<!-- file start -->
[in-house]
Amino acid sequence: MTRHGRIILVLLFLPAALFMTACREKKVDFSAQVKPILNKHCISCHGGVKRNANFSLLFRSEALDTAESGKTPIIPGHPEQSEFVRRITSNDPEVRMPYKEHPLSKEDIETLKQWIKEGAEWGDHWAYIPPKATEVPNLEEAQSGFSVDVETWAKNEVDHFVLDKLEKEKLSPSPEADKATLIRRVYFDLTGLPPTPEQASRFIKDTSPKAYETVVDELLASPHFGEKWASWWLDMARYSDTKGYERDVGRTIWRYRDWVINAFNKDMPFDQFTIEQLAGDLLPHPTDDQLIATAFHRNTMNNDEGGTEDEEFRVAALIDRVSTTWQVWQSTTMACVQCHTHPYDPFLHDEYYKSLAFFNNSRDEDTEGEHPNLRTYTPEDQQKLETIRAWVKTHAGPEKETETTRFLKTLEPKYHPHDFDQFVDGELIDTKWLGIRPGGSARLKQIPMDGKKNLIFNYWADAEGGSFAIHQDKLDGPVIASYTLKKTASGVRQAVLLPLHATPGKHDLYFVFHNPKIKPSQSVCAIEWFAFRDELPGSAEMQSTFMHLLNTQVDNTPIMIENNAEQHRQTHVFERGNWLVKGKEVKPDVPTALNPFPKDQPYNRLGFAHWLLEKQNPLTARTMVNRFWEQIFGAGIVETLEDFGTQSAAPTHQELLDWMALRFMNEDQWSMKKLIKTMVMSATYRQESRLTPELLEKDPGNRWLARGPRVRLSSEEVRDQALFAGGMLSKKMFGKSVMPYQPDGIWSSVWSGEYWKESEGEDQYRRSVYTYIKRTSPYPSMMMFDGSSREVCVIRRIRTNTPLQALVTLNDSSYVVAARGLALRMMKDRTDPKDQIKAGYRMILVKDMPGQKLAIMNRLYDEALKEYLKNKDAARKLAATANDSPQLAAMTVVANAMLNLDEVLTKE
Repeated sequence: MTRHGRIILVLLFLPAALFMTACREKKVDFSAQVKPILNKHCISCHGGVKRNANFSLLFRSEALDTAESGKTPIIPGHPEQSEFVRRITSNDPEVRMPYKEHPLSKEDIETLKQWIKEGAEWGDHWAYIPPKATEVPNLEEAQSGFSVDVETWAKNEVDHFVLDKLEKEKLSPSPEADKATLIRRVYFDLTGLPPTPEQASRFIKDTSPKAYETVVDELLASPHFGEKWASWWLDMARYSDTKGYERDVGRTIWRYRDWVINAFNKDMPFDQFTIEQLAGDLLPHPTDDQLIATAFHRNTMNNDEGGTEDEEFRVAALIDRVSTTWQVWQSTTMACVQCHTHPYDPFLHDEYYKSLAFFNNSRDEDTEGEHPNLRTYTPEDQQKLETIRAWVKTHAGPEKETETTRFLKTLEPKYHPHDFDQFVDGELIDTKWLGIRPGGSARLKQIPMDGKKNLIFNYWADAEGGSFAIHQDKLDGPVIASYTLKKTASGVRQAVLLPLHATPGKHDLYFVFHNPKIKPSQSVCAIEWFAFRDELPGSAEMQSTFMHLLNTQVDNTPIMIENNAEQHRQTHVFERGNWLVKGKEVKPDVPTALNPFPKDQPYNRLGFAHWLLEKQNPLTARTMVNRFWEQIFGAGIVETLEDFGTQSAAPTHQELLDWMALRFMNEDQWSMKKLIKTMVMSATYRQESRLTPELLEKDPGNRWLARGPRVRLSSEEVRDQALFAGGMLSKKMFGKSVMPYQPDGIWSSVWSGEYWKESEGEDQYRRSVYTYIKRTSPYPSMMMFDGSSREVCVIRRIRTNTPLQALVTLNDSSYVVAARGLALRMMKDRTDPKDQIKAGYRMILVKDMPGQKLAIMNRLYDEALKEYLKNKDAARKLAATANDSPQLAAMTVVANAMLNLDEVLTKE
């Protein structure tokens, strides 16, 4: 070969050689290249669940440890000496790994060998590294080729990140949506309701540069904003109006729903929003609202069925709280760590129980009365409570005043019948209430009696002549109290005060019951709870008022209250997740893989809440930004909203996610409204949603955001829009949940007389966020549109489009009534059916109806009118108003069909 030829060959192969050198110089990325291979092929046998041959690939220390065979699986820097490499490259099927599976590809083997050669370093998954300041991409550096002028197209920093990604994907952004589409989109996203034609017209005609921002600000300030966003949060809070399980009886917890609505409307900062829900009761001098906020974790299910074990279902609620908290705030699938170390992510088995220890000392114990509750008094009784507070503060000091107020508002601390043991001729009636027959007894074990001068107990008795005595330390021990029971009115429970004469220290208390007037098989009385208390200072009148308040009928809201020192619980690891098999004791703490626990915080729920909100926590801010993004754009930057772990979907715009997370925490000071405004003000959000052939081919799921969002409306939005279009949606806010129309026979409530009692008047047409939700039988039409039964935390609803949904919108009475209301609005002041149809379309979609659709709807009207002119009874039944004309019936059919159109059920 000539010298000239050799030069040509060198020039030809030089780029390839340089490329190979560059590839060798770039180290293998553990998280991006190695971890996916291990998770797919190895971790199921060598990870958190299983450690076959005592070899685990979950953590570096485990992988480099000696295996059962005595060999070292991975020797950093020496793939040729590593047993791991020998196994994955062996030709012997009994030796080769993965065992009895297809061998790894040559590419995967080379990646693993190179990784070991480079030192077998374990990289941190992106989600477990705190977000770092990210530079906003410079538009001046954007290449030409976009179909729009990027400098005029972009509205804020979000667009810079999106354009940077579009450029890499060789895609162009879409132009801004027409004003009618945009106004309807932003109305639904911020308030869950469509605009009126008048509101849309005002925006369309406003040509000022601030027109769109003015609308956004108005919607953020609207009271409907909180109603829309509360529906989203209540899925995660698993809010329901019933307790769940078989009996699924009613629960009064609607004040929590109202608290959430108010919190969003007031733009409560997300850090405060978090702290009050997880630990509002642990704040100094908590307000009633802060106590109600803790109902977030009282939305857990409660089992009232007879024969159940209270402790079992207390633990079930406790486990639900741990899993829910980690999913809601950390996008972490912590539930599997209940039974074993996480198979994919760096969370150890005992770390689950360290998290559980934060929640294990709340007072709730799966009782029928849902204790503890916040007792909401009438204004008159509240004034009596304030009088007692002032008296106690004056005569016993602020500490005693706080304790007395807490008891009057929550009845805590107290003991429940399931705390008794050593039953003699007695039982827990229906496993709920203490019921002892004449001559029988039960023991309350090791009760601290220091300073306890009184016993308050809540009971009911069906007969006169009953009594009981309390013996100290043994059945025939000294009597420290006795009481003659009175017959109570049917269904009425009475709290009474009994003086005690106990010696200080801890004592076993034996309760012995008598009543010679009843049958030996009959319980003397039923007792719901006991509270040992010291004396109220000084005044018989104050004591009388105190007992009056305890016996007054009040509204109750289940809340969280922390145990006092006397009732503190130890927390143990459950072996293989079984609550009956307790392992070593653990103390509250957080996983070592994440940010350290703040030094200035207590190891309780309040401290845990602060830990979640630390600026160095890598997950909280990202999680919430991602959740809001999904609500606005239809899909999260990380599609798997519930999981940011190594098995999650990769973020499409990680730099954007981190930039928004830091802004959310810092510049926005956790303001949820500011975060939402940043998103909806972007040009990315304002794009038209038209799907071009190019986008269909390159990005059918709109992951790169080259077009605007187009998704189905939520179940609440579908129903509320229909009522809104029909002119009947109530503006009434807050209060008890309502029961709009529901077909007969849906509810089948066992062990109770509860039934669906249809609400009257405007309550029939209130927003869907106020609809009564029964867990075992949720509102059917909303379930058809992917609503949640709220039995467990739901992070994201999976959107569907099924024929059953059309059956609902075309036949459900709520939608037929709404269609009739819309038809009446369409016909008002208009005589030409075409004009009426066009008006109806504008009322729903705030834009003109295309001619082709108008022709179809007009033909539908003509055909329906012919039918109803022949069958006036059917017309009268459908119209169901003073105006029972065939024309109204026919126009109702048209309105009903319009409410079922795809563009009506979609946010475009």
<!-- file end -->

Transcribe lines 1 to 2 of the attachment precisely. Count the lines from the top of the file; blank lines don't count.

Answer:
[in-house]
Amino acid sequence: MTRHGRIILVLLFLPAALFMTACREKKVDFSAQVKPILNKHCISCHGGVKRNANFSLLFRSEALDTAESGKTPIIPGHPEQSEFVRRITSNDPEVRMPYKEHPLSKEDIETLKQWIKEGAEWGDHWAYIPPKATEVPNLEEAQSGFSVDVETWAKNEVDHFVLDKLEKEKLSPSPEADKATLIRRVYFDLTGLPPTPEQASRFIKDTSPKAYETVVDELLASPHFGEKWASWWLDMARYSDTKGYERDVGRTIWRYRDWVINAFNKDMPFDQFTIEQLAGDLLPHPTDDQLIATAFHRNTMNNDEGGTEDEEFRVAALIDRVSTTWQVWQSTTMACVQCHTHPYDPFLHDEYYKSLAFFNNSRDEDTEGEHPNLRTYTPEDQQKLETIRAWVKTHAGPEKETETTRFLKTLEPKYHPHDFDQFVDGELIDTKWLGIRPGGSARLKQIPMDGKKNLIFNYWADAEGGSFAIHQDKLDGPVIASYTLKKTASGVRQAVLLPLHATPGKHDLYFVFHNPKIKPSQSVCAIEWFAFRDELPGSAEMQSTFMHLLNTQVDNTPIMIENNAEQHRQTHVFERGNWLVKGKEVKPDVPTALNPFPKDQPYNRLGFAHWLLEKQNPLTARTMVNRFWEQIFGAGIVETLEDFGTQSAAPTHQELLDWMALRFMNEDQWSMKKLIKTMVMSATYRQESRLTPELLEKDPGNRWLARGPRVRLSSEEVRDQALFAGGMLSKKMFGKSVMPYQPDGIWSSVWSGEYWKESEGEDQYRRSVYTYIKRTSPYPSMMMFDGSSREVCVIRRIRTNTPLQALVTLNDSSYVVAARGLALRMMKDRTDPKDQIKAGYRMILVKDMPGQKLAIMNRLYDEALKEYLKNKDAARKLAATANDSPQLAAMTVVANAMLNLDEVLTKE